My mystery rash reappeared the day after Christmas, 20 months after my last outbreak. I recognized the sensations immediately: the tingly feelings in my hands and feet, the itchiness on unmarked skin. I tried to be positive, but after the girls fell asleep I curled up in my husband’s arms and cried. The next day a cluster of itchy bumps appeared by my knee. The day after that swollen blotches of reds, pinks, and purples paint-balled my arms and legs, the palms of my hands, the soles of my feet, and even my joints. I was covered. Walking was difficult. Sleeping, impossible.
I knew I needed to get a biopsy before taking any medications, because the only medication that would offer relief was a steroid that changed the make-up of whatever it was. But it was the week between Christmas and New Year’s. My dermatologist was out of town. The doctor at Johns Hopkins who gave me her bat line was no longer at the hospital, and my doctor’s office didn’t perform biopsies. I was sure I could find a way to get a biopsy if I really pushed it, but my girls were home all week. The pain and itchiness was all consuming, and since it was all over my body, I quickly sunk into a sense of helplessness. There was no way I’d make it without relief.
Physical mess aside, I struggled with finding the balance between being honest with my girls about what I was going through, and not scaring them. I mean, it wasn’t cancer or anything. I wasn’t dying. The medication would eventually suppress my skin into submission. But it was really scary to look at, and I couldn’t go two steps without itching some part of my body. Plus the woman in me wanted to be Super Mom. To meet all the needs and hide the hideousness of my skin. I’d hidden it before, while my mom or husband played Need Meeter, but the girls were older now. And not blind.
So I let them in. Not all the way, but far enough that they’d understand why I looked the way I did and why I couldn’t spend much time with them. They watched as I was examined at the doctor’s office, and witnessed yet another professional’s eyes bulge out at the sight of my skin, and heard her apologize for having no answers. ONE saw my shoulders sag as I was handed the name of another doctor to see, and piped in with some of her own disgnoses: maybe she’s allergic to something at Christmas. Or maybe she accidentally rolled around in the pink stuff hanging from the ceiling in our attic. Doesn’t that make you itch? When we got home the girls each said little prayers for me, and then entertained themselves while I spent my afternoon numbing my hands and feet in ice water.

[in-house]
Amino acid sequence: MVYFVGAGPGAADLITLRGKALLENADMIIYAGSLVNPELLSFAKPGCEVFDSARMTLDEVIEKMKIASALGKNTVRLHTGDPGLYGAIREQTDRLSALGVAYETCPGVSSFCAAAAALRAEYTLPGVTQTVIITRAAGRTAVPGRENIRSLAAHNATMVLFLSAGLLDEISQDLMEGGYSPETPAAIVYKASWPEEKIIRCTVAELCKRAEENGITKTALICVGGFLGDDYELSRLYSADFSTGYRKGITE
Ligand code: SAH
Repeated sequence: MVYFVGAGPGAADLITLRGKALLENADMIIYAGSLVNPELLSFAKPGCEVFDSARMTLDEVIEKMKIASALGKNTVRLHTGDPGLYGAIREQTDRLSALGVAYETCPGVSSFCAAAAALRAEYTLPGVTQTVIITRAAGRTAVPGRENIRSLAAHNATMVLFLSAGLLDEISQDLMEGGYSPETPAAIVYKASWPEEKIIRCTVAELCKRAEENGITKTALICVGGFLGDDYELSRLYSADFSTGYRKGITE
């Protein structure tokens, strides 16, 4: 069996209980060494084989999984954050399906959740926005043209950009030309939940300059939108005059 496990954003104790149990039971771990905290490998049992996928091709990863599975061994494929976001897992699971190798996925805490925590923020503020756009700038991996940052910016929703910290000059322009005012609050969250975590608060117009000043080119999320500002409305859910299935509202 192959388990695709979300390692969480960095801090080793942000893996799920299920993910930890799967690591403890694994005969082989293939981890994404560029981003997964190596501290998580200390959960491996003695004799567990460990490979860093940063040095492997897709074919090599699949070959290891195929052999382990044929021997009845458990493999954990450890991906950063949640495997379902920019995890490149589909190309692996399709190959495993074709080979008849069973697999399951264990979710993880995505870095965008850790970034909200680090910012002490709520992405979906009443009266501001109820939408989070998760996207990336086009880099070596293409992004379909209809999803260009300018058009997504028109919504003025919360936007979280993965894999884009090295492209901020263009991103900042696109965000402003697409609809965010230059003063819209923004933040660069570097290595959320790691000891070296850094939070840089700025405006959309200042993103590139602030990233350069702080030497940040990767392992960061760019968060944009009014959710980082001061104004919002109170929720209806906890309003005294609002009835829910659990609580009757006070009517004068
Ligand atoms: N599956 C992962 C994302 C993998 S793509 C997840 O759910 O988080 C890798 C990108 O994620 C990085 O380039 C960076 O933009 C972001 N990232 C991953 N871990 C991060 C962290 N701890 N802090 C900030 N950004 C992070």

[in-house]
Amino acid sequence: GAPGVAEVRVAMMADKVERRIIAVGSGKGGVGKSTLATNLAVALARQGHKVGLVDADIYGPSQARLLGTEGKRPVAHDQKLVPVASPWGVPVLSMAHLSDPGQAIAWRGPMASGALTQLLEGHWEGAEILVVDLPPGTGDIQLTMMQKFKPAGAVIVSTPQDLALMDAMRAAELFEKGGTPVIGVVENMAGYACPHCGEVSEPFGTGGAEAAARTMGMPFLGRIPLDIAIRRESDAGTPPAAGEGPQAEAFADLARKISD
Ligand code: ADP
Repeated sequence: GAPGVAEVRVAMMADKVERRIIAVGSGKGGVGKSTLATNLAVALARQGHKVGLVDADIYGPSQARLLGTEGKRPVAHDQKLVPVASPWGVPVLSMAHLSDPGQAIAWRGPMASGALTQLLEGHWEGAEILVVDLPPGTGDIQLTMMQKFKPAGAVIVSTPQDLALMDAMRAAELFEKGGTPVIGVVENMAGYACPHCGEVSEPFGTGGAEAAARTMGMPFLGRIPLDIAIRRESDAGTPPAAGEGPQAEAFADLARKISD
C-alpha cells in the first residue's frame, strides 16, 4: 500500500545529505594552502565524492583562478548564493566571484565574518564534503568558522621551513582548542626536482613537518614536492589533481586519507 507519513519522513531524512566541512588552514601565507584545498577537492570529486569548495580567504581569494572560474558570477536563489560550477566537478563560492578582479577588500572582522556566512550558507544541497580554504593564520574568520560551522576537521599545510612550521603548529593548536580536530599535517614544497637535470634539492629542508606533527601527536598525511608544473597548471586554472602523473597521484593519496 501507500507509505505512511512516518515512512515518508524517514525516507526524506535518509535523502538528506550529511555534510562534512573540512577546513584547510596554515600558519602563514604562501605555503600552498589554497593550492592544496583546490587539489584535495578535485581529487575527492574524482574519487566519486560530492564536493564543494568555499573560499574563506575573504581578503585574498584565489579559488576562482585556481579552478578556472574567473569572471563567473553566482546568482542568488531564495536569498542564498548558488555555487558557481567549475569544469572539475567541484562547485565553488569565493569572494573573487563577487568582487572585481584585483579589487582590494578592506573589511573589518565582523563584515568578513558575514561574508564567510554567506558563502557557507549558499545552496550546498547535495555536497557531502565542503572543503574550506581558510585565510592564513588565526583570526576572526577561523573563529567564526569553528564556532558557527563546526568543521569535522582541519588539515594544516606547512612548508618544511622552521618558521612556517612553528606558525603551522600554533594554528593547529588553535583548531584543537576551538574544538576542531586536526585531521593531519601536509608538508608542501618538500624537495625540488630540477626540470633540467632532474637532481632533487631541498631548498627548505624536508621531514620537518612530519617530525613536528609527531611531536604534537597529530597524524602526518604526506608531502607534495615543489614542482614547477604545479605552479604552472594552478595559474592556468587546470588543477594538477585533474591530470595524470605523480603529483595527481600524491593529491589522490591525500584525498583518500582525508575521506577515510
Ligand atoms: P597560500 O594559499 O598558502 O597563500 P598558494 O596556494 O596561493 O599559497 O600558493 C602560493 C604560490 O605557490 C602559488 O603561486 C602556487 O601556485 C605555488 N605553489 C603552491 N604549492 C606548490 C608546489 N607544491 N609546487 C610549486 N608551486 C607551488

In the middle of this TWO wandered into the room. She stood several feet away and watched me. I smiled at her.
ME: I look pretty scary, huh?
She nodded her head. Tears filled her eyes as she took in my arms and legs. I looked down at my skin and tried to imagine how I would’ve felt if I’d seen my mom looking like that when I was four. When I lifted my head again she was standing next to me. She looked right into my eyes, took my hands, kissed my speckled fingertips, and rested her cheek in my swollen palms.
TWO: You are the most beautiful mommy in the world.
I don’t know if it was the conviction in her small, sweet voice, or how much I needed to be told that I wasn’t the monster I felt like, but I started to cry. I thanked her in whispers as she climbed into my lap and wrapped my stained arms around her. She turned her little face up to me and smiled. “You are my beautiful mommy.” And even though I could see my skin in the periphery, and I could feel the burning and itching radiating through my body, I was grateful that I’d let her see me this time. Because in being honest, her eyes were able to locate the part of my heart lost inside my skin. And in that moment I felt her words. I clung to them. I believed them.
I was beautiful.
©2012 CEK. ALL RIGHTS RESERVED.
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One more week until auditions for SpeakeasyDC’s Mother’s Day show- Bad Mommy Moments: A Storytelling Playdate for Moms! See this post for more details, or email Amy Couchoud at coosh(at)speakeasydc(dot)org for an audition time.